The Wars of the Iroquois: A Study in Intertribal Trade Relations

The Wars of the Iroquois: A Study in Intertribal Trade Relations

The Wars of the Iroquois: A Study in Intertribal Trade Relations

The Wars of the Iroquois: A Study in Intertribal Trade Relations

Excerpt

In most respects the circumstances of the contact between white man and native in North America are unique in the history of such relationships. In other centuries and in other regions, where the frontiers of superior civilizations had long been in contact with the periphera of inferior civilizations, the conditions of these frontierperipheral areas were well established and relatively familiar, and the process of infiltration and conquest was comparatively gradual. The Russian advance into Siberia, the French and English movement into and beyond India, the penetration of the Orient by the peddling shipmasters of the West, all these were conditioned by the fact that each civilization had already considerable knowledge of the other. In Africa the Nile Valley and the Mediterranean shore had constituted a frontier area before historic times, and even in the southern part of the African continent contacts had been more or less continuous for nearly four hundred years before actual colonization and exploitation were begun.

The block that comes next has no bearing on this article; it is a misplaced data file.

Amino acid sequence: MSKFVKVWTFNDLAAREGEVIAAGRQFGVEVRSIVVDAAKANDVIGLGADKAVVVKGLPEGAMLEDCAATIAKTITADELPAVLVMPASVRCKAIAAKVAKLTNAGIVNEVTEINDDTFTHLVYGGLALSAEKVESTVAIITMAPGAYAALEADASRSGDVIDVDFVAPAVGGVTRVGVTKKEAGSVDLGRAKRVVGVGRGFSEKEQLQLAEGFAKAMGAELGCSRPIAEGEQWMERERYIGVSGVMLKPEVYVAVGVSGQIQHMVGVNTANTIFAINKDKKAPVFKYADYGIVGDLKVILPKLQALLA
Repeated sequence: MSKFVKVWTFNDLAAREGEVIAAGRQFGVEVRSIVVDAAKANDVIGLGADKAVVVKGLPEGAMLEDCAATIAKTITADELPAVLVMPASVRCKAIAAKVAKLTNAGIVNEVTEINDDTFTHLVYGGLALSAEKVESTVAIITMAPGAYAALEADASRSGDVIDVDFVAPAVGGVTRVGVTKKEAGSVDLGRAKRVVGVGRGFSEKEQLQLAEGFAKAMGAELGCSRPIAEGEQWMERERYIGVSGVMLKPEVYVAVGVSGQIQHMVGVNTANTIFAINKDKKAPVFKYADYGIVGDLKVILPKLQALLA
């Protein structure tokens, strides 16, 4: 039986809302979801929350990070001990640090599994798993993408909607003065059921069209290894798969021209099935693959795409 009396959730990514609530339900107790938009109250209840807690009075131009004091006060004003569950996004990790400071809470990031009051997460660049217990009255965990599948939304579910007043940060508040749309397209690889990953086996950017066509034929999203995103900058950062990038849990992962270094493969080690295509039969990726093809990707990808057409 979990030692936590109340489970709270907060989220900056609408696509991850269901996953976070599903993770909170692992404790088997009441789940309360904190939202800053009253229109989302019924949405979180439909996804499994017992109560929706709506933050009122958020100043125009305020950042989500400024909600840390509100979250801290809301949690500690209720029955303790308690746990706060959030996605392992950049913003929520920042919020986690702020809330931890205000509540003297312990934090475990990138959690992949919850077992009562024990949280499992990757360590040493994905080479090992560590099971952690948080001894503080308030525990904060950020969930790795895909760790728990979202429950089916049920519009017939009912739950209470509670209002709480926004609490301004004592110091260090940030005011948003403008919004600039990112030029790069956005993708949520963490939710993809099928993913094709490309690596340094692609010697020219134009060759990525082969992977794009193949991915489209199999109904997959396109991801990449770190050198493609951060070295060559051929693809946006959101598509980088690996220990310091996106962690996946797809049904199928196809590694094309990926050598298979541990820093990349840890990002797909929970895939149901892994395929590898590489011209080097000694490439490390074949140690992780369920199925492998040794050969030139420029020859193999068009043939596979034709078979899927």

In North America, on the other hand, a well advanced civilization, in which the mechanism of exploitation was already highly developed, met the Stone Age face to face, in an invasion almost simultaneously continental in extent. There had been a few premonitory invasions along the St. Lawrence River, Coronado's horsemen had retreated from the far Southwest, a few mailed footmen had floundered through southern swamps to the Great River, a few Englishmen had died at Croatan, but these tentative ventures of the sixteenth century had come to nothing. The Wars of Religion cut short the beginning made by Cartier; Texas remained virtually uninhabited; and one hundred and thirty years passed before another white man glimpsed the Mississippi.

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